Angelina Jolie’s second directorial effort, Unbroken, is not an easy viewing. An adaptation of Laura Hillenbrand’s novel about Louie Zamperini, the film tells a heartbreaking tale of survival and persevering through the darkest of times. But even with scenes depicting this man’s trials at sea and in a P.O.W. camp, there was one event in particular that Jolie deemed too gruesome to include in the movie.
Be wary of spoilers from Unbroken and the original novel...
Those who’ve read Hillenbrand’s novel and seen the film will likely have already deduced which scene we’re referring to: the death of Gaga, the injured but friendly duck that hung around the camp and brightened the soldiers’ days. In the book, one of the more vicious guards horrifically brutalized this helpless animal as a means to further crush the prisoners. It was this scene that Jolie believed served no purpose in her film.
Speaking with Entertainment Weekly, she said:
Hillenbrand even felt the scene, which Zamperini said was the one moment that haunted him most, was too disturbing for young readers. "I know that if I were 12 and reading it, that would upset me," she told The New York Times, which was why she decided to eliminate the scene altogether from a newer version of Unbroken in order to attract the young-adult crowd.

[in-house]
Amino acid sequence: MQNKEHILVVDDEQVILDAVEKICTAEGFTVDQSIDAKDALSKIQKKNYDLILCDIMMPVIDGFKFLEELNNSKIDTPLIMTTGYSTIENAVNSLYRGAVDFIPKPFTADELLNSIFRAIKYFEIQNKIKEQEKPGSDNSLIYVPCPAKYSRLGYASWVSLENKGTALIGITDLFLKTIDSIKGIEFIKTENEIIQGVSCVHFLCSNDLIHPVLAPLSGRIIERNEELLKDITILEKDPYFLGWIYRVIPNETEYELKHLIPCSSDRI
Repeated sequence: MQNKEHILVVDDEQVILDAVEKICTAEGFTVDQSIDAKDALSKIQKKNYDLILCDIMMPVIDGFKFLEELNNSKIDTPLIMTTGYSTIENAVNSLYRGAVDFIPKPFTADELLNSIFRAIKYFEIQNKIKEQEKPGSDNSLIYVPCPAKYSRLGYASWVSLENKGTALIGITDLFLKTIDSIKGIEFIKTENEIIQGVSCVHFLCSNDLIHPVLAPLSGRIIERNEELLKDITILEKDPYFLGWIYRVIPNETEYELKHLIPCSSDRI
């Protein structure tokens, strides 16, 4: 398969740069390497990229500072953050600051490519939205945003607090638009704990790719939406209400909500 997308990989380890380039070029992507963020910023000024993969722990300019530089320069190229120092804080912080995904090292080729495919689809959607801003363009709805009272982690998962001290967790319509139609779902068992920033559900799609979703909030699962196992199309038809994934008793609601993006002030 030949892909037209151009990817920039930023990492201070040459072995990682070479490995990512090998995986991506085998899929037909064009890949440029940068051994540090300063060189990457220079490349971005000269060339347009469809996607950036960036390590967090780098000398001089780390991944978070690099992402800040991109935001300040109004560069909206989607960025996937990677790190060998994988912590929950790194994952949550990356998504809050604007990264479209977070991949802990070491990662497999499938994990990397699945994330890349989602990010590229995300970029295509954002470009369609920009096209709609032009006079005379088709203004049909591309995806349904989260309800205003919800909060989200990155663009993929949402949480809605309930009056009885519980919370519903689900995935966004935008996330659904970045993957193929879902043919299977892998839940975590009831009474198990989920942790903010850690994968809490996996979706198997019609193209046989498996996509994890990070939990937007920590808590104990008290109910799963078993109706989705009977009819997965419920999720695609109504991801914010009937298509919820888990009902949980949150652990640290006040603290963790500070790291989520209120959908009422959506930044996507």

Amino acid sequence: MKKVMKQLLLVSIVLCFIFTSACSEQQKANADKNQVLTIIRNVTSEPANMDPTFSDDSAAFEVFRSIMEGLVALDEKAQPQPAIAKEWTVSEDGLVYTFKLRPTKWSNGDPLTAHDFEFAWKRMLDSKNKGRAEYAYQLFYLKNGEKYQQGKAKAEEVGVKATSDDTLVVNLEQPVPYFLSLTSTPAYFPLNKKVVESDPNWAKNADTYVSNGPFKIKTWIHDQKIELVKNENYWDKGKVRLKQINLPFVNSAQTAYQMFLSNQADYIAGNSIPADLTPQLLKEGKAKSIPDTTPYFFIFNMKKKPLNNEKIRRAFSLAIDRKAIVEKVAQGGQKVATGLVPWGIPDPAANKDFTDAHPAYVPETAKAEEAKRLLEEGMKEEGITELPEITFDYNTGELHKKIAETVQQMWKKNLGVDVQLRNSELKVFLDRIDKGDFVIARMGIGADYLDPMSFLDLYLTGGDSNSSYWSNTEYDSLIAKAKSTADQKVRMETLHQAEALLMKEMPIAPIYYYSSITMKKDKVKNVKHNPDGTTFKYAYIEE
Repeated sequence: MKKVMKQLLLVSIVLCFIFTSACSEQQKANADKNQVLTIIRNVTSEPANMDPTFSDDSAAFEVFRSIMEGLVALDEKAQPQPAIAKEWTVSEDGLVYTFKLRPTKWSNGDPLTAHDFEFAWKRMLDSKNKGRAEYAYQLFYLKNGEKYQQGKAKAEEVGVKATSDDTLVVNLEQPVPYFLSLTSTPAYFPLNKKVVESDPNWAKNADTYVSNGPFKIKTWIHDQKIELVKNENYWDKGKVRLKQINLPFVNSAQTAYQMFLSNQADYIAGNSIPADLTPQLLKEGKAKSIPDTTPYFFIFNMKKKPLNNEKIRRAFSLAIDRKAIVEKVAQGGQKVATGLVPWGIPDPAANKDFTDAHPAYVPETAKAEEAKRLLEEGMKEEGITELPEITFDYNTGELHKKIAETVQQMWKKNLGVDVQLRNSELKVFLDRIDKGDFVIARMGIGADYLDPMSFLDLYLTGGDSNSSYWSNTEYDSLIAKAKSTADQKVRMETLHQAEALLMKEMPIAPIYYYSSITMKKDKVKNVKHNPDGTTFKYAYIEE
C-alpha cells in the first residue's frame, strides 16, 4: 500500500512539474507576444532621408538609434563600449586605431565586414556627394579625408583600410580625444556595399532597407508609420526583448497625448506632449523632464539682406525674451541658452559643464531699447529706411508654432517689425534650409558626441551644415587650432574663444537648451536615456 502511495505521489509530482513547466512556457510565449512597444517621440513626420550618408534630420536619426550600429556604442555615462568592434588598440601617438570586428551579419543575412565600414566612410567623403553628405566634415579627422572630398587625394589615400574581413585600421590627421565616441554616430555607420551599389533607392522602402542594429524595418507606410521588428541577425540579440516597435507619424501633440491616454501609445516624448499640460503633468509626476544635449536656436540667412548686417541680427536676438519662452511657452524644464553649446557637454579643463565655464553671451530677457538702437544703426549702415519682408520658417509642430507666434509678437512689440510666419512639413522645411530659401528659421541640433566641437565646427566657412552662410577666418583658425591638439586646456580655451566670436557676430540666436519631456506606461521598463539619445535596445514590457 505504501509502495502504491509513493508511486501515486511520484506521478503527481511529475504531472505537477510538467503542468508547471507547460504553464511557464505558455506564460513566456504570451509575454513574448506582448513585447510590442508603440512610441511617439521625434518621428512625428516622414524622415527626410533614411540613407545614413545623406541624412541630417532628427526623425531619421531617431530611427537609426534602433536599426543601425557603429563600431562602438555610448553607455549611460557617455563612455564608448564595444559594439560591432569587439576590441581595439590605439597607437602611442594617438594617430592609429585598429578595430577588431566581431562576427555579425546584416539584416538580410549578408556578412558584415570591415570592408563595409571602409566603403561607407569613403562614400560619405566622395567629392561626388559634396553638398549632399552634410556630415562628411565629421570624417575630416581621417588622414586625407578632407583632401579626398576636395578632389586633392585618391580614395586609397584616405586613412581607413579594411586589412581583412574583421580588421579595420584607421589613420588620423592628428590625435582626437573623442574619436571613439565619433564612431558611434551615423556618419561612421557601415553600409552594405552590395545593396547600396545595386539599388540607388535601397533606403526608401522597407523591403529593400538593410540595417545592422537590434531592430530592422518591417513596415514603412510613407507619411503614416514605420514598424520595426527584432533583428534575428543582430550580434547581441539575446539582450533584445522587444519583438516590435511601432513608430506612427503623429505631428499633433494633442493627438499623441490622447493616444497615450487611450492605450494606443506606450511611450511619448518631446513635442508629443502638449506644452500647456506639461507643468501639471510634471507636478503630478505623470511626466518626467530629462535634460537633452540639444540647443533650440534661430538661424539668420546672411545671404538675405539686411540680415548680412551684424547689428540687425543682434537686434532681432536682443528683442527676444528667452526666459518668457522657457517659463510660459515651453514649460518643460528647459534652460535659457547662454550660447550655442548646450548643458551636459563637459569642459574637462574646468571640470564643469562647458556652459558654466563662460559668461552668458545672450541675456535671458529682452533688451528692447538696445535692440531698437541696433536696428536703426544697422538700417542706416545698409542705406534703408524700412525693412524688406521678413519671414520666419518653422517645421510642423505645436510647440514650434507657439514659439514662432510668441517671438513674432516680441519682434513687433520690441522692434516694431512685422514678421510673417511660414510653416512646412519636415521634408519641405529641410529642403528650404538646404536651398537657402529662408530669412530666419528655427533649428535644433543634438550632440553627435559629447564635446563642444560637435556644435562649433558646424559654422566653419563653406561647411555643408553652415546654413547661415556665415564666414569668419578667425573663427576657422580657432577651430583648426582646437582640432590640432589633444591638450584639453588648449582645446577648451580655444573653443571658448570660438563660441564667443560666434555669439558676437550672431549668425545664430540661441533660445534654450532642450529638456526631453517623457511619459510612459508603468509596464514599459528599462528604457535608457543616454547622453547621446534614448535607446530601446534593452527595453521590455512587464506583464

Despite the graphic nature, Jolie still wanted to include some version of or homage to the duck in her film. But at the end of the day, she just couldn’t justifiably adapt it. That being said, the production did go through the process of trying to find an appropriate duck for the film - ad it turned out to be a rather exhausting and fruitless effort. Said the actress-cum-director,
After watching Zamperini (played by Jack O’Connell) survive a plane crash, 47 days adrift on a raft in the Pacific Ocean, and then an extended and tormented stay as a Japanese prisoner of war during World War II, this gruesome moment could have understandably scarred a few audience members. Plus, this scene alone would’ve likely skirted the PG-13-rated Unbroken into R-rated territory (which, if you’re unfamiliar with the book, should give you some idea of how brutal the scene in question really is). The film has been doing consistently well at the box office without it, even going as far as besting the Christmas Day opening of Into the Woods.
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